The startup assault on neighborhood stores continues to intensify. First there was Bodega, the terribly named, and most misguided startup with its aim to bring the non-perishable necessities available in corner stores to the masses.
Now, there’s Robomart, which wants to bring groceries, baked goods, and prepared supermarket foods straight to your door. A ten-year vision from founder Ali Ahmed, Robomart is an autonomous grocery store department on wheels.
Robomart is the serial entrepreneur’s latest idea. Ahmed, who first thought of the rolling grocery store concept while working at Unilever 10 years ago, went on to found Lutebox, which was based around the social sharing of media content.
From Lutebox, Ahmed moved on to the now-defunct Dispatch – a service where users could get almost anything they wanted for a fee. At the height of its powers, Dispatch had 1,500 deliverers and they were receiving most orders from people who wanted their groceries delivered.
After investors bought Ahmed out of Dispatch, he moved to Santa Clara, California. To start working on Robomart.
Ahmed says that, “I believe we’re creating a new category. We think we’re competing with the sidewalk robots. However, he is really competing with the corner store – which offers the same goods with the argument of proximity and convenience.
Just like sidewalk robots are being met with some friction in California, Robomart is also expecting some tough times. Traffic and parking are probably going to be some of their biggest problems.
While Ahmed argues that his autonomous delivery vehicles could be purchased by a collective of local stores to compete with the big box retailers, the likelihood is that it will be these big companies that will buy them.
Customers would license the platform and vehicle on a 24-month lease. Ahmed says that “it’s significantly cheaper than setting up a new store, and customers can shop for goods without pre-ordering.”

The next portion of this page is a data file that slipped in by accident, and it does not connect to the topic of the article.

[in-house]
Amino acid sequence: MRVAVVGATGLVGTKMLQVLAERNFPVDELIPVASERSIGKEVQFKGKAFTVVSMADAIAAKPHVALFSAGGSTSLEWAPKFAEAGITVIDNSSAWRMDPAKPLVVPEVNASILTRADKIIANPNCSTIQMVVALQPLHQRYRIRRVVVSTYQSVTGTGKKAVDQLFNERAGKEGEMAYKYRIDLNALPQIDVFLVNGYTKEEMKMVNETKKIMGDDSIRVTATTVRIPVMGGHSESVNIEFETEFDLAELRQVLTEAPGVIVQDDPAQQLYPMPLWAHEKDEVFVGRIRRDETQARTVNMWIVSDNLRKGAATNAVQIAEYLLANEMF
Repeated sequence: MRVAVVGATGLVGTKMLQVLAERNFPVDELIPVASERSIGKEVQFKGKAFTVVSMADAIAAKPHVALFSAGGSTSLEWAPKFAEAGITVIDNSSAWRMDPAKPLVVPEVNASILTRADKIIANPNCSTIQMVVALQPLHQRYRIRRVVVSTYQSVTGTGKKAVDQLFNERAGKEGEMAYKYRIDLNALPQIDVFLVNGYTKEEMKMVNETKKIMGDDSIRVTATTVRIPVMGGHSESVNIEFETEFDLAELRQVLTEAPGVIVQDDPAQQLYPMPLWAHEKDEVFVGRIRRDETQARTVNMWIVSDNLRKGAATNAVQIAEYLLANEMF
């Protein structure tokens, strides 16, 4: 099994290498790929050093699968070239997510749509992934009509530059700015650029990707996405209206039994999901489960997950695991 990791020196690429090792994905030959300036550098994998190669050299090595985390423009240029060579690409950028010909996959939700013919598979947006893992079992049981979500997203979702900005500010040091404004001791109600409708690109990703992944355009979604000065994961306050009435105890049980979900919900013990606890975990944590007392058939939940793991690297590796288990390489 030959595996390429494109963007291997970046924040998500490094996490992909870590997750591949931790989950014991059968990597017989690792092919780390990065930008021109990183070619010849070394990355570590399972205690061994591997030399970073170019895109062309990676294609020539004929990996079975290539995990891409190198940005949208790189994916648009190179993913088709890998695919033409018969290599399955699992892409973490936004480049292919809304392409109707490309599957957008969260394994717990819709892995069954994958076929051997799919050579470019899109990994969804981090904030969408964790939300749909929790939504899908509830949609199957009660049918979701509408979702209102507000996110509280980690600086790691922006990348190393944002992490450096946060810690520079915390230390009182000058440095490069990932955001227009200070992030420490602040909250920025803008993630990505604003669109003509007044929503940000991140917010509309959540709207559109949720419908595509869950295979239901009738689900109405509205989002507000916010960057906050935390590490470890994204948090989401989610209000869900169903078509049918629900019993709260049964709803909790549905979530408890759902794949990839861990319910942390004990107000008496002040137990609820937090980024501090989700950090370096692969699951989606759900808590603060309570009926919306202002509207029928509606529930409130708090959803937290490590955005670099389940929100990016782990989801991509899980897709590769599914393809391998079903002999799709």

The interiors of these vehicles come equipped with either a heating or refrigeration system, and Ahmed has talked to wholesalers about equipping the trucks so that they mimic certain area of a grocery aisle – from dairy to meat, to vegetables.
The company is in the process of building prototypes through partnerships with Corbin, the developer of a prototype electric vehicle in 1996, and Hevo Power – a wireless charging startup for electric vehicles which has yet to deliver a product to market.
These are not partners that instill the most confidence in the operation’s success, but Ahmed claims that he’s in discussions with food wholesalers and big-box retailers about the development of these vehicles for the road.
When they are finally rolled out, Ahmed says that they will be completely autonomous. The company aims to license the technology to grocery stores – providing them with the Robomart vehicle, a wireless charger, and an autonomous fleet management and on-demand ordering system designed by Robomart’s team of three engineers.